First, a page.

If you’re a car owner, maybe you can relate to the “mid-loan crisis:” You’re halfway through paying off your car loan, but you’ve got some regrets about your financing and wish things could have turned out differently. It could be a less-than-ideal interest rate you’ve carried around for the last 36 months, forcing you to spread your dollars a bit too thin. Or, it could just be one of those auto loans where everything is wrong on every possible level, from unnecessary fees to bad warranties.
At this point, you can either stick it out or take another turn such as refinancing your auto loan to save cash. But be careful what you wish for. Jump into a new loan too hastily, and you’ll end up repeating the same patterns from before — a surefire bad money move.
Before going in for a new car loan, check out these seven common questions on refinancing a car:
1. Does refinancing a car hurt your credit?
If your credit score was low to begin with when you took out your original auto loan, you should check to see how much it’s improved since you’ve been paying off your car.
According to FICO, a minimum 720 credit score or higher is needed to qualify for the best interest rates, reports Mint Life. And AutoTrader.com notes, “If you’ve improved your credit enough, your interest rate is likely to go down, and that means you’ll make a lower monthly payment and you’ll pay out less money in interest.”
But if your credit score is still too low to be approved for a refinance that’s worth it (600 or below), play it safe and hold off. Go in blindly, and you might end up wasting money on loan application fees or be approved for a new loan that’s only marginally better than your existing one.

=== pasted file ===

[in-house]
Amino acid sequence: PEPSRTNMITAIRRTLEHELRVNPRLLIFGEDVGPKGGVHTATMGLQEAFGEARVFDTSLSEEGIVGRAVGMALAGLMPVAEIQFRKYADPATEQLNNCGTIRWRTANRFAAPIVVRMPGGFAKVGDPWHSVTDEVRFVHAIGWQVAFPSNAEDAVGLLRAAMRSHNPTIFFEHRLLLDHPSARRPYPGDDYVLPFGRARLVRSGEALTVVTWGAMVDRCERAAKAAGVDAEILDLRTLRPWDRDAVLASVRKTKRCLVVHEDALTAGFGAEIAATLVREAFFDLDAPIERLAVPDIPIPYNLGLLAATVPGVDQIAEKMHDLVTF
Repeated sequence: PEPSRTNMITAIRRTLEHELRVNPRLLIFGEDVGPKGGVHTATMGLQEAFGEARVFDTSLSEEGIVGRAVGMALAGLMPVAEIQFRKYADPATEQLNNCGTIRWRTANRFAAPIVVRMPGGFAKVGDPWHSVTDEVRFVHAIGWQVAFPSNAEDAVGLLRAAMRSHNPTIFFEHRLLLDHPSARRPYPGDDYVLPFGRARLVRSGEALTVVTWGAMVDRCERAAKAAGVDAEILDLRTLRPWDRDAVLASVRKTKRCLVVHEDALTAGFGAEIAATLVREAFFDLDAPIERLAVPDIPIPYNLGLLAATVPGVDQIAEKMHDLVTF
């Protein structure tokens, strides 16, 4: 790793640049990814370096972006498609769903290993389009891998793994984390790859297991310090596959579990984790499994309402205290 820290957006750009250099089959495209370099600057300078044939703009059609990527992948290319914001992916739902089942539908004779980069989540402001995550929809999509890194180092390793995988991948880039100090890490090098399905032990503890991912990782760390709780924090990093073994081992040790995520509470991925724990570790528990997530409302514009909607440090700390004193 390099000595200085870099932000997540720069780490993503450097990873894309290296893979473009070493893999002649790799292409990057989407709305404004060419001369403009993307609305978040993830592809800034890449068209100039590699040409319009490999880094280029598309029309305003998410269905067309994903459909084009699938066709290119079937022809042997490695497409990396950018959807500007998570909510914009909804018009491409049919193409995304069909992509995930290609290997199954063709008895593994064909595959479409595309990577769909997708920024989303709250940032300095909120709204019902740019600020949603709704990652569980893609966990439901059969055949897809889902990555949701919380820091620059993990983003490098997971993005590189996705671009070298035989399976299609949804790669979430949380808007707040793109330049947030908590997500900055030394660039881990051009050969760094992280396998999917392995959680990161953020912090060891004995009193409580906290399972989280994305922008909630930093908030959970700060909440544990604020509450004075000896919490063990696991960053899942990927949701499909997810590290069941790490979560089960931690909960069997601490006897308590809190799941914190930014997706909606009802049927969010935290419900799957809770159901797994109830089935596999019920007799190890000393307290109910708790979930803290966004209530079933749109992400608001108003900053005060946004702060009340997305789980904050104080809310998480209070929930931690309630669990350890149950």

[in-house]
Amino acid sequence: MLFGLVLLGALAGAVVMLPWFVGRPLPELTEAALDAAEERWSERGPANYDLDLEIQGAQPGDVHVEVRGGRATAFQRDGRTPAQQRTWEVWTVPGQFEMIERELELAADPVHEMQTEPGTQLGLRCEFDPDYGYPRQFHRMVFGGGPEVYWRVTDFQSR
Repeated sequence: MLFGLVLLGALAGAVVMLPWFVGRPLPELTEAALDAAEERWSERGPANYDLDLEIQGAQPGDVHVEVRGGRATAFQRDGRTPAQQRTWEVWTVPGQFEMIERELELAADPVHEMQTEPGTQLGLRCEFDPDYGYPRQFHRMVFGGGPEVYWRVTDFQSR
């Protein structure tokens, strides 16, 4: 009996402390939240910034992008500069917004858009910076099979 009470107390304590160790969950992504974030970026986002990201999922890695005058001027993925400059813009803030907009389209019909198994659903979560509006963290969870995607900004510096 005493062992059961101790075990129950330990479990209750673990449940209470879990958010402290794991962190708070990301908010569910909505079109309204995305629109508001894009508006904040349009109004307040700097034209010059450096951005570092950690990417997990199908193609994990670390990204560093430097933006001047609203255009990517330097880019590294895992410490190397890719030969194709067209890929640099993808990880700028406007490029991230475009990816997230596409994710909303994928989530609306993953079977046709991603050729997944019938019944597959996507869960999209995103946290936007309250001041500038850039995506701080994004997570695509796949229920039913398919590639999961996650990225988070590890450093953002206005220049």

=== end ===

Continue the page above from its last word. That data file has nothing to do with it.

2. How soon can you refinance a car loan?
According to Rebecca Lake of Can Do Finance, it’s “essentially the equivalent of starting over which can end up costing you more money in terms of the interest you’ll pay.” Pursuing a refinance a few months into your existing auto loan doesn’t give your credit score a chance to improve or to see if the loan in fact does work within your budget. Refinance too late — when the majority of your principal and interest is paid off — and there’s not enough savings worth your money or time.
3. How do I find the best interest rate?
If jumping at the first interest rate was your primary pitfall on your current auto loan, don’t do it again. Take the time to browse credit and lending websites, and research other banks and credit unions in your area to see what kinds of auto APRs they offer — if they specialize in auto refinancing, all the better. Don’t forget to check with your existing lender, since a refinance with them could make the transition from one loan to another financially easier.
4. Should I overextend the terms of my car loan?
On paper, it might sound like a good idea, since a 36-month loan refinanced to 48 or 60 months lowers your monthly payments…but it also tacks on more interest for you to pay.